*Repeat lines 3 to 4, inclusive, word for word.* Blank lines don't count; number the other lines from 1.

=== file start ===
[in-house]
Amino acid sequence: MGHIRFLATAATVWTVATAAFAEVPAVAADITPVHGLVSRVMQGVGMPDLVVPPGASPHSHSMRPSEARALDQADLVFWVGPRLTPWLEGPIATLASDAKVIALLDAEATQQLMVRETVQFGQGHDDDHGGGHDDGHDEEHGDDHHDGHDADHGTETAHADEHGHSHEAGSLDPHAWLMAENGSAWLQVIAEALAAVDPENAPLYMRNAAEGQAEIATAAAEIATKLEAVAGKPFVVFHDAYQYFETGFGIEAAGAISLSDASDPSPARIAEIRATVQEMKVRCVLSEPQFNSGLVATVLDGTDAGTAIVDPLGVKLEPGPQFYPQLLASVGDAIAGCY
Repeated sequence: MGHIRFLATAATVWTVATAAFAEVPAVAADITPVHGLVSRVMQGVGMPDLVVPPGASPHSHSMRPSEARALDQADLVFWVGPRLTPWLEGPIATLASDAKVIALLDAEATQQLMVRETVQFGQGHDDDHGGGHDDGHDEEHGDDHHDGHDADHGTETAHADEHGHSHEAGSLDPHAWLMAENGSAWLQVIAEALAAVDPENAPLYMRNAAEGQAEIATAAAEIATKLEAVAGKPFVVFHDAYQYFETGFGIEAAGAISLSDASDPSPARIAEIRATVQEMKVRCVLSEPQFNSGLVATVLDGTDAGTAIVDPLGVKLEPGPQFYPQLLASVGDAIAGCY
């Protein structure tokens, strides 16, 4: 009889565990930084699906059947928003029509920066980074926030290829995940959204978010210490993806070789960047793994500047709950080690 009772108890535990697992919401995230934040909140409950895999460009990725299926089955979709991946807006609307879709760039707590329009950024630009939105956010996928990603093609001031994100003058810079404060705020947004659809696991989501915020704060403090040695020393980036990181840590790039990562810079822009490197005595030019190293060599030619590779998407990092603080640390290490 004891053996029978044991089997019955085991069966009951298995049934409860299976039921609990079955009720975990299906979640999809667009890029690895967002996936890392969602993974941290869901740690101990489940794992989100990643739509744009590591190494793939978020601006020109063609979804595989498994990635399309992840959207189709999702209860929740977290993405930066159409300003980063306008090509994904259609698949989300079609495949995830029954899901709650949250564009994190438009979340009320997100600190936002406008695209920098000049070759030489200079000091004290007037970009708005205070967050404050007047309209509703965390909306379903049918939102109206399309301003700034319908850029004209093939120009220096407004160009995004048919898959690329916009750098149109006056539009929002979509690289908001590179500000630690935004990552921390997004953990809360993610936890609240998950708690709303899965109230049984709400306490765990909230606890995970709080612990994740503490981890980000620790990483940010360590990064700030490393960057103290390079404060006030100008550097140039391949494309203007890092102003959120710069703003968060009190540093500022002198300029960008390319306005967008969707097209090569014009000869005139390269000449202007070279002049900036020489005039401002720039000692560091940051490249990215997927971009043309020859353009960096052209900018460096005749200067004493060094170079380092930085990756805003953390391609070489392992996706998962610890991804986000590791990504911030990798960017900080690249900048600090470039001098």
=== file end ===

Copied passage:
Repeated sequence: MGHIRFLATAATVWTVATAAFAEVPAVAADITPVHGLVSRVMQGVGMPDLVVPPGASPHSHSMRPSEARALDQADLVFWVGPRLTPWLEGPIATLASDAKVIALLDAEATQQLMVRETVQFGQGHDDDHGGGHDDGHDEEHGDDHHDGHDADHGTETAHADEHGHSHEAGSLDPHAWLMAENGSAWLQVIAEALAAVDPENAPLYMRNAAEGQAEIATAAAEIATKLEAVAGKPFVVFHDAYQYFETGFGIEAAGAISLSDASDPSPARIAEIRATVQEMKVRCVLSEPQFNSGLVATVLDGTDAGTAIVDPLGVKLEPGPQFYPQLLASVGDAIAGCY
């Protein structure tokens, strides 16, 4: 009889565990930084699906059947928003029509920066980074926030290829995940959204978010210490993806070789960047793994500047709950080690 009772108890535990697992919401995230934040909140409950895999460009990725299926089955979709991946807006609307879709760039707590329009950024630009939105956010996928990603093609001031994100003058810079404060705020947004659809696991989501915020704060403090040695020393980036990181840590790039990562810079822009490197005595030019190293060599030619590779998407990092603080640390290490 004891053996029978044991089997019955085991069966009951298995049934409860299976039921609990079955009720975990299906979640999809667009890029690895967002996936890392969602993974941290869901740690101990489940794992989100990643739509744009590591190494793939978020601006020109063609979804595989498994990635399309992840959207189709999702209860929740977290993405930066159409300003980063306008090509994904259609698949989300079609495949995830029954899901709650949250564009994190438009979340009320997100600190936002406008695209920098000049070759030489200079000091004290007037970009708005205070967050404050007047309209509703965390909306379903049918939102109206399309301003700034319908850029004209093939120009220096407004160009995004048919898959690329916009750098149109006056539009929002979509690289908001590179500000630690935004990552921390997004953990809360993610936890609240998950708690709303899965109230049984709400306490765990909230606890995970709080612990994740503490981890980000620790990483940010360590990064700030490393960057103290390079404060006030100008550097140039391949494309203007890092102003959120710069703003968060009190540093500022002198300029960008390319306005967008969707097209090569014009000869005139390269000449202007070279002049900036020489005039401002720039000692560091940051490249990215997927971009043309020859353009960096052209900018460096005749200067004493060094170079380092930085990756805003953390391609070489392992996706998962610890991804986000590791990504911030990798960017900080690249900048600090470039001098």